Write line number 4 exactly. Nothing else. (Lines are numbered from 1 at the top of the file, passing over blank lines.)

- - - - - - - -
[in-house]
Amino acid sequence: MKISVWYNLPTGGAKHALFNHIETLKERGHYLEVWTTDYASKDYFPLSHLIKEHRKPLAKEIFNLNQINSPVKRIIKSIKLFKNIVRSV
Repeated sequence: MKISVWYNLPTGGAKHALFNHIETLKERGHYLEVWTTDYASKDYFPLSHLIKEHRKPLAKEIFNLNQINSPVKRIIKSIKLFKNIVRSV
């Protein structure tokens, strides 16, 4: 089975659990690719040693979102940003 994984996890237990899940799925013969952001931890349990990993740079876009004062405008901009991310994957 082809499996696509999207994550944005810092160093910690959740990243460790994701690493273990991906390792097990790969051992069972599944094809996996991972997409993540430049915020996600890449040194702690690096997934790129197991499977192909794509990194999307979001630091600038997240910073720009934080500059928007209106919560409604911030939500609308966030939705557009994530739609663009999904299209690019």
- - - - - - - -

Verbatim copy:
């Protein structure tokens, strides 16, 4: 089975659990690719040693979102940003 994984996890237990899940799925013969952001931890349990990993740079876009004062405008901009991310994957 082809499996696509999207994550944005810092160093910690959740990243460790994701690493273990991906390792097990790969051992069972599944094809996996991972997409993540430049915020996600890449040194702690690096997934790129197991499977192909794509990194999307979001630091600038997240910073720009934080500059928007209106919560409604911030939500609308966030939705557009994530739609663009999904299209690019």